Within the French project “DCore – Causal Debugging for Concurrent
Systems” we are looking for a highly motivated PhD student. The first
goal of the thesis is to investigate the use of abstractions for the
construction of causal explanations. During the last couple of years,
several approaches have been proposed to construct, from the execution
of a system violating an expected property P, concise explanations why
P was violated, and which components or events caused this violation,
see e.g. [BBD+12,DF+12,FMN15,GLM15,GS15]. However, these approaches
either were limited to small systems, or used ad-hoc approximations to
make them scale. The goal of the DCore project is to develop and
implement causal analysis for a full-fledged programming language, in
order to answer questions of the form “what would have been the
outcome if component A had satisfied its specification?” or “which
component faults were necessary to entail the observed effect?”.
We are therefore interested in developing abstractions that “compose
well” with causal analyses, and understanding precisely how
explanations found on the abstraction relate to explanations on the
concrete system. It is worth noting that the presence of abstraction,
which inherently comes with some induction and extrapolation
processes, completely recasts the issue of reasoning about
causality. Causal traces do no longer describe only potential
scenarios in the concrete semantics, but also mix some approximation
steps coming from the computation of the abstraction itself. Causal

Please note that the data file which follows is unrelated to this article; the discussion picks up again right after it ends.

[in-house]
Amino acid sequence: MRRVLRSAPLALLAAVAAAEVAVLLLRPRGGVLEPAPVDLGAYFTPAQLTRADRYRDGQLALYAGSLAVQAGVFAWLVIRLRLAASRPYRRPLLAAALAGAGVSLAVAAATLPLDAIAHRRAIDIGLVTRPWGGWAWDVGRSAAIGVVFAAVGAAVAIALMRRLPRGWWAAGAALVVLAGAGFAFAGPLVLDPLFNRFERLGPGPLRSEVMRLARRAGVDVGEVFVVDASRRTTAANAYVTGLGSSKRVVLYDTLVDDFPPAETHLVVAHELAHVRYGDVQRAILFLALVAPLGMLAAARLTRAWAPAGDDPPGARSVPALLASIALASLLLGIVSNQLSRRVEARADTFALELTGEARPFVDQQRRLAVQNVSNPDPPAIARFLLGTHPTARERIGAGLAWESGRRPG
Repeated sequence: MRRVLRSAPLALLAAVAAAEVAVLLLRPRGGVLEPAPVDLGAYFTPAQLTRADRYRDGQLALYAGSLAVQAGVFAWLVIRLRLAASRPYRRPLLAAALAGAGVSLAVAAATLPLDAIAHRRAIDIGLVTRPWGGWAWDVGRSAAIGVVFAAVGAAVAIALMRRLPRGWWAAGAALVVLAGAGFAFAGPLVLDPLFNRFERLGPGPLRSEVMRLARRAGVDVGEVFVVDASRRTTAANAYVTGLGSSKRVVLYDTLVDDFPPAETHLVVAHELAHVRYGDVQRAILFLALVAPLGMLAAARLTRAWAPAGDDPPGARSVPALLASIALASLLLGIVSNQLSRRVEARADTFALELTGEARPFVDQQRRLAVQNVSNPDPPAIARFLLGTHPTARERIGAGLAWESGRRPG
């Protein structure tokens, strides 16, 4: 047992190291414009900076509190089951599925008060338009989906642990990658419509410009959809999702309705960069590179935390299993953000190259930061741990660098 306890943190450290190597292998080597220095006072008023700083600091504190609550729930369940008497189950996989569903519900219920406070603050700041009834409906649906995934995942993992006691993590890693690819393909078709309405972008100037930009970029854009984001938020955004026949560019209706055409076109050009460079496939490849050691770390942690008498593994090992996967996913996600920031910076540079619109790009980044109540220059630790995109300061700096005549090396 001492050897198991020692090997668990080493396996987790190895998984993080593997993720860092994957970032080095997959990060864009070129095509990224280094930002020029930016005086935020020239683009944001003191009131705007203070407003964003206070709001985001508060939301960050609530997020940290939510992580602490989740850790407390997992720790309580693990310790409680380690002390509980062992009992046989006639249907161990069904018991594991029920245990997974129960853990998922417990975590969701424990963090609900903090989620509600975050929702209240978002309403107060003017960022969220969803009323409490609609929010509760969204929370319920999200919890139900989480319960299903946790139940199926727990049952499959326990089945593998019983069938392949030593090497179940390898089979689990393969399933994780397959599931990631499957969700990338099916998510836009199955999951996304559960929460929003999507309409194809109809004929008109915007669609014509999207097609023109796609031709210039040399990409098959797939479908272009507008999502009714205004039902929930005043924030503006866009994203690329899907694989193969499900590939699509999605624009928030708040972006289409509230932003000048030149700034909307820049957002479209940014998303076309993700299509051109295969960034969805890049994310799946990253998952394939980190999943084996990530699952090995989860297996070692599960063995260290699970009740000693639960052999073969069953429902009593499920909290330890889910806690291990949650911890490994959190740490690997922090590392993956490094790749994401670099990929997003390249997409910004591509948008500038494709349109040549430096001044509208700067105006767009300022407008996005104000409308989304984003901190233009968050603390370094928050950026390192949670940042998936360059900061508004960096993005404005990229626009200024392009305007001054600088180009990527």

explanation is then intertwined with the issue of alarm diagnosis
[R05], and not all explanations are replayable counter-examples: they
may contain some steps witnessing some lack of accuracy in the
analysis. Vice versa, a research question to be addressed is how to
define causal analyses that have a well understood behavior under
abstraction. The second goal of the thesis is to implement and
validate the theoretical developments as part of a causal debugger for
a full-fledged programming language such as Java with actors, or
Candidates should have a good background in formal methods.
Good programming skills are required.
The PhD thesis will be co-advised by Jérôme Feret (Antique team,
INRIA Paris, https://team.inria.fr/antique) and Gregor Goessler
(Spades team, INRIA Grenoble, https://team.inria.fr/spades).
Please do not hesitate to contact us for more information
(firstname.lastname@example.org). The starting date is flexible.
To apply online please visit
[BBD+12] I. Beer, S. Ben-David, H. Chockler, A. Orni, and
R.J. Trefler. Explaining counterexamples using causality. FMSD 40(1),
pp. 12-40, 2012.
[DF+12] V. Danos, J. Feret, W. Fontana, R. Harmer, J. Hayman,
J. Krivine, C. Thompson-Walsh, and G. Winskel: Graphs, Rewriting and
Pathway Reconstruction for Rule-Based Models. Proc. FSTTCS 2012,
LIPICS 18, 2012.
[FMN15] T. Ferrère, O. Maler, D. Nickovic: Trace Diagnostics Using
Temporal Implicants. Proc. ATVA 2015: 241-258, 2015.
[GLM15] G. Gössler and D. Le Métayer: A general framework for blaming
in component-based systems. Sci. Comput. Program. 113(3):223-235,
[GS15] G. Gössler and J.-B. Stefani: Fault Ascription in Concurrent
Systems. Proc. TGC’15, LNCS 9533, 2015.
[R05] X. Rival. Abstract Dependences for Alarm Diagnosis. Proc. APLAS
2005, LNCS 3780, 347-363, 2005.